Voters in Greece will have to think hard about who they support in the second national election in the country in six weeks as a protest vote for anti-bailout party Syriza could lead to “impoverishment” for Greece if it is forced to leave the euro, former Greek finance minister Stefanos Manos said in an interview with CNBC.
Greeks willon June 17 after the inconclusive results of the early May polls. The election has markets on tenterhooks as polls show a rise in popularity for anti-bailout parties.
Manos now leads minor political party “Drasi” which recently joined forces with the “Recreate Greece” party to form a pro-business party which supports the bailout agreement Greece struck with its creditors.
Alexis Tsipras, leader of the leftist Syriza party, has said his party wants to tear up the bailout deal which imposes harsh austerity measures on the Greek people, but he is not in favor of .
Many analysts say that tearing up the bailout deal is tantamount to leaving the euro zone however, as Germany will refuse to give more money to Greece without a firm commitment to austerity to rebuild the country's finances.
The Recreate Greece Coalition focuses on free-market reform, and Manos believes once those reforms are in place and show results, the Greek people will be more willing to accept austerity.
“We’ve had large doses of austerity and no reform. And as a result, we don’t see results. So that’s the point. We have to get moving with the reforms. That will have a positive effect. Positive effects will make austerity more acceptable,” Manos said.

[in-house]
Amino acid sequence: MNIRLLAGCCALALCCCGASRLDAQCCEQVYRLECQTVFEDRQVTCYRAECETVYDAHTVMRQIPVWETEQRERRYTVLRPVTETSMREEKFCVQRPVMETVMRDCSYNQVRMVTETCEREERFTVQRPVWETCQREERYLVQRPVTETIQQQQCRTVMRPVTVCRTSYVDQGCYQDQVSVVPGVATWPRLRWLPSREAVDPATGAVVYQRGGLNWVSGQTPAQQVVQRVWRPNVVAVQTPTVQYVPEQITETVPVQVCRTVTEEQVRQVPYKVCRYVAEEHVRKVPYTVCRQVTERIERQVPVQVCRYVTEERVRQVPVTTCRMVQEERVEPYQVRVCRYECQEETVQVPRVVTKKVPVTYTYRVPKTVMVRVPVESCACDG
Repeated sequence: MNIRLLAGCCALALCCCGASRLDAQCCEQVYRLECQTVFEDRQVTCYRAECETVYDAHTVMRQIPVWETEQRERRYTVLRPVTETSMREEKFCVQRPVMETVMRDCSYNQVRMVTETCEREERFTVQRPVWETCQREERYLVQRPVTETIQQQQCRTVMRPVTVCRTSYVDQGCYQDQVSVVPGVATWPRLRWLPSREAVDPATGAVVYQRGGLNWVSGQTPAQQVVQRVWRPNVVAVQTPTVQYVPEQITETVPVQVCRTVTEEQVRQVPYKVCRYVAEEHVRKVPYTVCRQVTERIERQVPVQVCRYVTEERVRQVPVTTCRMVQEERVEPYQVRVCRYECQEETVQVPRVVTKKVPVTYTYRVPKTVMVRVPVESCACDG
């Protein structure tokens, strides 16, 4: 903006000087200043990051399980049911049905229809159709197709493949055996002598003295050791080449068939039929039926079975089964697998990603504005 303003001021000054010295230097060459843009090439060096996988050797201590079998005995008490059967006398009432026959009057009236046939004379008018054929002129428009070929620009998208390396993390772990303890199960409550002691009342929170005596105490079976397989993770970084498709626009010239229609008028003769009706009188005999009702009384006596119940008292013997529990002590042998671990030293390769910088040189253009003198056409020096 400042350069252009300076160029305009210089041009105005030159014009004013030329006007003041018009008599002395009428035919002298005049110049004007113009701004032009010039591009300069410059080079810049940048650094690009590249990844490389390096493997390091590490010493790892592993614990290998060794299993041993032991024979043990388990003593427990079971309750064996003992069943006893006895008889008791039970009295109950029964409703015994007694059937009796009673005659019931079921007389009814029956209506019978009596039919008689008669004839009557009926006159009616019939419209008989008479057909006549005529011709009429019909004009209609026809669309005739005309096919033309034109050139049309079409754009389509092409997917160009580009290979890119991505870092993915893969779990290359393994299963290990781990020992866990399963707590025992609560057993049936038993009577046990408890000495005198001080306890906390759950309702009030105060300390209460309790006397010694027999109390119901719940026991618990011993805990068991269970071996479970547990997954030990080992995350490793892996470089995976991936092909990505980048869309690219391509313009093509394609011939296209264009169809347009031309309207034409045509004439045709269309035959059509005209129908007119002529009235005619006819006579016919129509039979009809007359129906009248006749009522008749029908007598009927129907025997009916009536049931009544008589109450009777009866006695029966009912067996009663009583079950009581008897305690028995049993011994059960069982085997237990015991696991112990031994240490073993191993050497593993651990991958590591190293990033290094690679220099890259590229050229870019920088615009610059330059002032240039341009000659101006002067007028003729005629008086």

“What we strive to do is get into parliament and then we will work with whoever is in power to get these reforms moving,” he said.
Manos hopes that a new mix of people leading the country will get Greece moving ahead again.
He believes the people of Greek are taking responsibility for the situation they are in, but that they are primarily angry. “And when you are very angry it’s very difficult to talk sense.”
“They will have to vote seriously and think twice before they do so,” he said.
He thinks it is likely Syriza will abandon its commitment to tear up the bailout once in power. “My guess is that there is going to be a turnaround, yes. But I’m not sure. That’s exactly the point,” Manos said.
“When you listen to what they’re saying it means we’re going out of Europe. But it’s not clear whether they realize that or if they don’t. They’ve never had the experience of actually being in government. So they’re saying something which sounds nice to people, but it’s completely in opposition with the purpose of staying in Europe.”
New elections before the end of the year in the event of yet another set of inconclusive results on June 17 would be a “disastrous development,” he warned.
“We have an which is in complete shambles. The government hardly has any cash left. So we cannot afford to do that,” Manos said.
He said there was a possibility that Greece could leave the euro, but that would depend on the kind of leadership that the people elected would show.
“So it is not yet decided whether we’re going to be in or out. It very much will depend on the vote,” he said.
A return to the drachma however would mean “impoverishment. Without a second thought,” Manos said. “I think the average per capita income would go down by 50 percent.”